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If 50 is the new 30, then there are a lot of 30-year-olds running around out there who were born in 1956. How you look and feel is largely up to you. And the key to looking and feeling better is taking care of your body.
“We start losing one percent of our muscle every year in our thirties unless we do something to stop or reverse that loss,” explains Judy Beyers, owner of PowerSource Personal Training in Edina and former holder of the North American Natural Bodybuilding Federation title. “We need to feed that muscle protein and work that muscle. The fountain of youth really is weight training.”
The goal at PowerSource Personal Training is teaching people how to use their muscles so they can charge back into life with energy, endurance and strength.
“We’re trying to help people understand how to eat well and train three days a week. We want them to be able to create the results they want physically without a trainer being there.”
Clients range in age and work with highly-qualified, experienced personal trainers who have a degree and/or certification in fitness or a related specialty area.
In order to stay in shape and maintain a fitness level as the years go by, Beyers suggests following a healthy diet—“No fad diets,” she emphasizes—and cutting out as many processed foods as possible. She suggests some kind of aerobic exercise three times a week for anywhere from 40 to 60 minutes.
And she can’t stress enough the importance of consistent weight-bearing exercise three times a week for 20 to 60 minutes.
At Awaken, a Pilates studio in Minneapolis, the focus is on building strength from the inside out.
“Pilates helps create a balanced, uniformly toned body while focusing on the core—your abdominals, back and pelvis,” explains Awaken owner Karen Twigg. “It strengthens your posture and moves your spine. The great thing about Pilates is that anyone and everyone can do it … young, old, fit, weak, athletic or those needing rehabilitation.”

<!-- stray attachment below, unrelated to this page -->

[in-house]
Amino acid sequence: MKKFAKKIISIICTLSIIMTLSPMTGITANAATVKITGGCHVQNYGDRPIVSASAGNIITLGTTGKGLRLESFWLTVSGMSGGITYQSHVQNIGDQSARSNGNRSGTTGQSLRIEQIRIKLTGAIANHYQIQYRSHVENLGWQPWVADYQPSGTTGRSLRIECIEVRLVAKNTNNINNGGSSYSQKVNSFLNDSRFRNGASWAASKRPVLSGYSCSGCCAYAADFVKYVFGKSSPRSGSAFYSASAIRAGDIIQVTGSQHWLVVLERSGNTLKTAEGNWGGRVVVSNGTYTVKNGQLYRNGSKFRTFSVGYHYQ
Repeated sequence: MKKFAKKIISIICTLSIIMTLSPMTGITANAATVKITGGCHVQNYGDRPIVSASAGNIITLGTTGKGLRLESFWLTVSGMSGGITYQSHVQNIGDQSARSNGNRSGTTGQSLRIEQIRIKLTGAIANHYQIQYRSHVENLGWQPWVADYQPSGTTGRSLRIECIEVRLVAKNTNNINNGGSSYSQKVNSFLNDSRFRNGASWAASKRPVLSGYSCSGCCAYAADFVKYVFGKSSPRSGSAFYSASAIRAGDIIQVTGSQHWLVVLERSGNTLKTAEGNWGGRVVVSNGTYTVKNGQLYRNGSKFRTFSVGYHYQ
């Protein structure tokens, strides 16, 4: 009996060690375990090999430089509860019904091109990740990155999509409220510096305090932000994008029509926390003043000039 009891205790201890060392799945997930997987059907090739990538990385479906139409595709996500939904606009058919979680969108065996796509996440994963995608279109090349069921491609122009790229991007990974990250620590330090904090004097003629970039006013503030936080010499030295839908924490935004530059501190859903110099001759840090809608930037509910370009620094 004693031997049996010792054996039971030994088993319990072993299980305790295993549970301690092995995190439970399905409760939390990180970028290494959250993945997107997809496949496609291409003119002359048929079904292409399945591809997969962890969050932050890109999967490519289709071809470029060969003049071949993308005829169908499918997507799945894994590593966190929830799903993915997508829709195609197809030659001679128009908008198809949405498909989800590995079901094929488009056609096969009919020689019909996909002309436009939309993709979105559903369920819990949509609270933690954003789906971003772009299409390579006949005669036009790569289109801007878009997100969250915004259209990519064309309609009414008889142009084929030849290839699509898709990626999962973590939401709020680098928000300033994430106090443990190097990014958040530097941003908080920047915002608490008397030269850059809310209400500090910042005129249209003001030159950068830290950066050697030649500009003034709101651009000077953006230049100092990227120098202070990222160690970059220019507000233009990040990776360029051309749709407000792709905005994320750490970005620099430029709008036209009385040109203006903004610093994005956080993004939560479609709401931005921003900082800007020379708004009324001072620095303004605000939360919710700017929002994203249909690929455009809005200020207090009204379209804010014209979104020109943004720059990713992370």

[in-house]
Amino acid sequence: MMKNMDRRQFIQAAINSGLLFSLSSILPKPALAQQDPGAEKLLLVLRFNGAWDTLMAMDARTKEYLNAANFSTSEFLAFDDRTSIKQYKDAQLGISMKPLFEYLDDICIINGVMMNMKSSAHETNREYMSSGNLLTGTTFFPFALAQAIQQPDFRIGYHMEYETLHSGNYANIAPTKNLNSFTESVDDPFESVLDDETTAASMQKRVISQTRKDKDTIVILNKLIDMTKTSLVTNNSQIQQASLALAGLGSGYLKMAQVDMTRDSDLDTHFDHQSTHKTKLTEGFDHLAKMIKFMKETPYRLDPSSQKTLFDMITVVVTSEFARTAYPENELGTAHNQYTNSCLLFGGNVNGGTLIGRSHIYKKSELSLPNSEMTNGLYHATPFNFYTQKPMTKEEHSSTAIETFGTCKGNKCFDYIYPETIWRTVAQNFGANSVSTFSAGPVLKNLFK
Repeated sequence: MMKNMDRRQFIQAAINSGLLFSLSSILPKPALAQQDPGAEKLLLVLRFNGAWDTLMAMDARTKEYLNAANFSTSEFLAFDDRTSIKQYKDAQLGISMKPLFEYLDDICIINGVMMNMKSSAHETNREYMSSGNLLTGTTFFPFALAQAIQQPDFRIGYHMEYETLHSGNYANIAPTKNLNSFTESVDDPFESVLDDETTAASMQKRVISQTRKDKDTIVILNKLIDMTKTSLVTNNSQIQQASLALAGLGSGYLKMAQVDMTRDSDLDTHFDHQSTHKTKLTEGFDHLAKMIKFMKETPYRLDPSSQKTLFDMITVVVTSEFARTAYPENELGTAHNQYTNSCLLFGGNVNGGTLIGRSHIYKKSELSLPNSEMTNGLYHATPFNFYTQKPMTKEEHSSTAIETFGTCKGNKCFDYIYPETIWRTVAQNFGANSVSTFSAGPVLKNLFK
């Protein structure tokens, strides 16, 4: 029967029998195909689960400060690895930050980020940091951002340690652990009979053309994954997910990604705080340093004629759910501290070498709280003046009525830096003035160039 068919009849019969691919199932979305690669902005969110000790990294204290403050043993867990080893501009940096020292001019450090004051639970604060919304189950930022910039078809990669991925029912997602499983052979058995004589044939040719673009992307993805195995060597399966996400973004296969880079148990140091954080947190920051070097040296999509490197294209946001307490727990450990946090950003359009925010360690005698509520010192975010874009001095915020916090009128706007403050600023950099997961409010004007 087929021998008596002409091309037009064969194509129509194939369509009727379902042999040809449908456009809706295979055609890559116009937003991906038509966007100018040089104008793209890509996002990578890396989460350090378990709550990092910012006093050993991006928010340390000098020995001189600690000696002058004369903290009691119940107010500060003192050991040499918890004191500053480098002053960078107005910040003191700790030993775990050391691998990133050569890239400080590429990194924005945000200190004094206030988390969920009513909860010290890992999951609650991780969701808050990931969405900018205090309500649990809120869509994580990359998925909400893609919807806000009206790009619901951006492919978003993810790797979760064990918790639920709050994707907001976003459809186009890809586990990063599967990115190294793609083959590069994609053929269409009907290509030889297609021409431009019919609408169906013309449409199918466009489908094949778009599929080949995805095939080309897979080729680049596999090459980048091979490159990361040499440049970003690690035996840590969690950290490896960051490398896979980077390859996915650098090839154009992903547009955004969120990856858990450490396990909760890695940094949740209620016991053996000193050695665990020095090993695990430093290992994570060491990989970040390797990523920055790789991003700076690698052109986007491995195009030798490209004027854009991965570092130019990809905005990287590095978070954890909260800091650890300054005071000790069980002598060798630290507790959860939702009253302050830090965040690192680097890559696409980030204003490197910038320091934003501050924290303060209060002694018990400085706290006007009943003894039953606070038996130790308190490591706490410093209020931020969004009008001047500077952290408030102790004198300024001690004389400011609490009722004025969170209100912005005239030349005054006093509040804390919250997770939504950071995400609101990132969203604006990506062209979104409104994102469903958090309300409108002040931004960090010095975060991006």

Results include noticing new muscles and becoming more aware of your posture and alignment.
“If you want bulging muscles, you should go to the gym,” Twigg says. “If you want to lose weight, then cardio and a healthy diet are important. If you want to feel stronger and taller, then Pilates is for you.”
Another aspect of a well-rounded healthy lifestyle is getting adequate sleep. According to Sheri Erickson, president of Sound Sleep Centers in Maple Grove, 40 million people are affected by sleep disorders. If left untreated, there is a greater risk for heart attack, stroke and hypertension, not to mention the risks associated with fatigue.
“Sleep disorders chronically affect people’s creativity, performance, energy and mood,” says Dr. Adam Sorscher, medical director.
“Most sleep disorders can be treated noninvasively. We offer a full range of services, from identification and diagnosis to treatment and follow-up by our board-certified physician in sleep medicine,” Erickson comments.
She points out that most insurance companies will cover diagnosis and treatment of sleep disorders, something very few people are aware of.
After all, no one can argue that everyone needs a good night’s sleep.
Advanced Medical Institute
Allina Hospitals & Clinics
Awaken Pilates Studio
Brian Graham Salon
Consultative Skin Care
Dr. Steve Gorman
Healtheast Care System
Hennepin County Medical Center
Judy Beyers’ PowerSource Personal Training
Majestic Falls Aveda Concept Day Retreat & Spa
Dr. Nancy Norling
Sound Sleep Center
West River Dental Care
Dr. Ned Windmiller